In Kabul, Afghanistan, in 1978, 12-year-old Amir (Zekiria Ebrahimi) doesn't have many friends thanks to his privileged place in society. His mother died giving birth to him, and his wealthy and domineering father, Baba (Homayoun Ershadi), lives in a posh compound where his longtime servant, Ali (Nabi Tanha), looks after his every need. Hassan (Ahmad Khan Mahmoodzada), Ali's young son, spends all of his free time with Amir. Their friendship crosses the ethnic and religious divide between the city's affluent Pashtun majority and the Hazara minority. Yet the bond between the boys is strong. When the neighborhood thugs bully Amir, it is Hassan's toughness, backed up by his trusty slingshot, that protects him. Amir reciprocates by reading his illiterate friend Afghan folk tales and occasionally a story he has written himself.

The highest form of adventure for these two boys is the annual kite-flying contest in which the winner is the one whose kite string, covered with glass particles, is able to cut down all the other kites in the sky. Baba was once the local champion, and Amir wants more than anything else to impress him, feeling this will close the distance between them. He's ecstatic when he wins. Hassan, equally excited, offers to run after the final downed kite and bring it to Amir as a trophy.

But the boys' day of triumph turns to tragedy. Hassan gets the kite but is also cornered by a bully named Assef (Elham Ehsas) and his friends. From a short distance away, Amir witnesses as Assef beats and then rapes Hassan. Amir's fear keeps him from doing anything to stop the assault. Later, his guilt prevents him from being able to continue to relate to Hassan. Their friendship severely damaged, Amir makes it worse by accusing Hassan of stealing. Even though Baba quickly forgives Hassan, Ali decides that he and Hassan will leave.

When the Russians invade Afghanistan, Baba, a vocal anti-Communist, flees with Amir to Pakistan. At a checkpoint, Baba risks his life when he protects a woman in their party from a soldier. Such heroism matters little when the family relocates to California. The best Baba can do is work in a gas station and sell secondhand goods at a flea market on weekends. Amir (Khalid Abdalla), who wants to be a writer, attends community college. At the flea market frequented by other Afghan immigrants, he meets a general from Kabul (Abdul Qadir Farookh) and his daughter Soraya (Atossa Leoni). He falls in love with her and following tradition, has Baba ask her father to consent to their marriage.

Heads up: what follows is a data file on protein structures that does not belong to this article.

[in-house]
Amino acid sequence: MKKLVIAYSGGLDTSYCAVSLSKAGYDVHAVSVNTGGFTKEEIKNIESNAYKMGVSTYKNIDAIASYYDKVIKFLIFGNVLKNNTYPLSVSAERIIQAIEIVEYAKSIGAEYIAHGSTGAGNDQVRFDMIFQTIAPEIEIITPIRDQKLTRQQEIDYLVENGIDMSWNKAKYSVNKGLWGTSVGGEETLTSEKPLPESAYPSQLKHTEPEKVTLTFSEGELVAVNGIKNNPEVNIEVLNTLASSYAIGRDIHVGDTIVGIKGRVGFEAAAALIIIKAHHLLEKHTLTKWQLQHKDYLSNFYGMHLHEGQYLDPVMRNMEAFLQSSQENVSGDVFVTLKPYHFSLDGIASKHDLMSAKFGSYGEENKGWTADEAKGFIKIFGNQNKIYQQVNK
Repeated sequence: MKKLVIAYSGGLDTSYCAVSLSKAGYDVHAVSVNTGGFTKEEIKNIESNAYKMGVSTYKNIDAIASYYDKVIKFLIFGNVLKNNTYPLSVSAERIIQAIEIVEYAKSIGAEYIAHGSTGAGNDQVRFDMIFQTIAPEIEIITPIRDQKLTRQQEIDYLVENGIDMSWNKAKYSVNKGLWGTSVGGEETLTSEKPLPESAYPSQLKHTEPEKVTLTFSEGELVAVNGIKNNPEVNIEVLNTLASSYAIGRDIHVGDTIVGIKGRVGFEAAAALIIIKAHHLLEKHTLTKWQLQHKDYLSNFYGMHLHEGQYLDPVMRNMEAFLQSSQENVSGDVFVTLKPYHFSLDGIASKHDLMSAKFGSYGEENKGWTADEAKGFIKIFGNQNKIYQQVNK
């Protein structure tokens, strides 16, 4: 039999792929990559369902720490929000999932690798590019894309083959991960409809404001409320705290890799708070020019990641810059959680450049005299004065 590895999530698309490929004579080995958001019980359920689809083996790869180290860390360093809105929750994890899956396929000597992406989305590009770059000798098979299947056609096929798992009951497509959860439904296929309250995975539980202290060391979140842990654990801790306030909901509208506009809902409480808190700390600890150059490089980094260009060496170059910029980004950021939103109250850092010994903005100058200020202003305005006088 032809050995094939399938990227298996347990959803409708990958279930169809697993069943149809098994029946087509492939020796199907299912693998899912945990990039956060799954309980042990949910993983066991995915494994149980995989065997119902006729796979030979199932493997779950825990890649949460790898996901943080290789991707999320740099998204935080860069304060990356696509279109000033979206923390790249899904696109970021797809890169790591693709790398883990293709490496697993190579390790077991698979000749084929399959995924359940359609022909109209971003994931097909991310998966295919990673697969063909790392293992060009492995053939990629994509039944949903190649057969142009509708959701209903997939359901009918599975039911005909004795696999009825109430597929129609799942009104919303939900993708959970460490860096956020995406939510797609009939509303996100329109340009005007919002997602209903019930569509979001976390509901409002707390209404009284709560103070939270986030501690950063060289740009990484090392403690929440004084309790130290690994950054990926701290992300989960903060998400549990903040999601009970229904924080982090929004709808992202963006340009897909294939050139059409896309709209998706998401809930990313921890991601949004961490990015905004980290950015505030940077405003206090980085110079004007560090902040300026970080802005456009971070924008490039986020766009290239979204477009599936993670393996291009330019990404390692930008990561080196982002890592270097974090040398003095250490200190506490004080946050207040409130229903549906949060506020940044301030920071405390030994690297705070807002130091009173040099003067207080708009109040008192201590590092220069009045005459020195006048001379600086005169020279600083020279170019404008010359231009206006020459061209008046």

One of the happiest days of Amir and Soraya's new life together comes when his novel A Season of Ashes is published. But on the same day he receives a deathbed request from Rahim Khan (Shaun Toub), his father's old business partner who lives in Pakistan. "There is a way to be good again," says this wise and kind man, who was the one most supportive of Amir's childhood writing. With these eight words, Amir is called to come to terms with the guilt and the cowardice that have haunted him all his days. But this requires him to return to Afghanistan, which is now controlled by the Taliban.

The Kite Runner is one of the best films of 2007 with its emotionally resonant story. Director Marc Forster has done a marvelous and fluid job of conveying the sweep of years covered in the drama and has drawn some incredible performances out of the ensemble cast. The cinematography by Roberto Schaefer captures all the glory of the kite tournament scenes and the depressing sadness of the devastation in Kabul after years of war.

The screenplay by David Bedioff is based on the New York Times bestselling novel by Khaled Hosseini. Fans of the novel will miss a few details and the interior voice that so effectively conveyed Amir's insecurity and shame, but the film does do justice to the palpable sense of longing among all the characters to do right by each other. And that yearning is the heart and soul of this story. All the novel's themes are vividly presented — the beauty of friendship and the pain of its loss, the intimacy of a father-son relationship that grows over the years, the importance of words of encouragement and moral support, the challenges facing immigrants trying to maintain cultural traditions, the weight of regret and the freedom that comes with making amends, and the spiritual glory of forgiveness of others and especially of oneself.

Special DVD features include a commentary with director Marc Forster, author Khalid Hosseini, and screenplay writer David Benioff; words from The Kite Runner; images from The Kite Runner; and a public service announcement with Khaled Hosseini.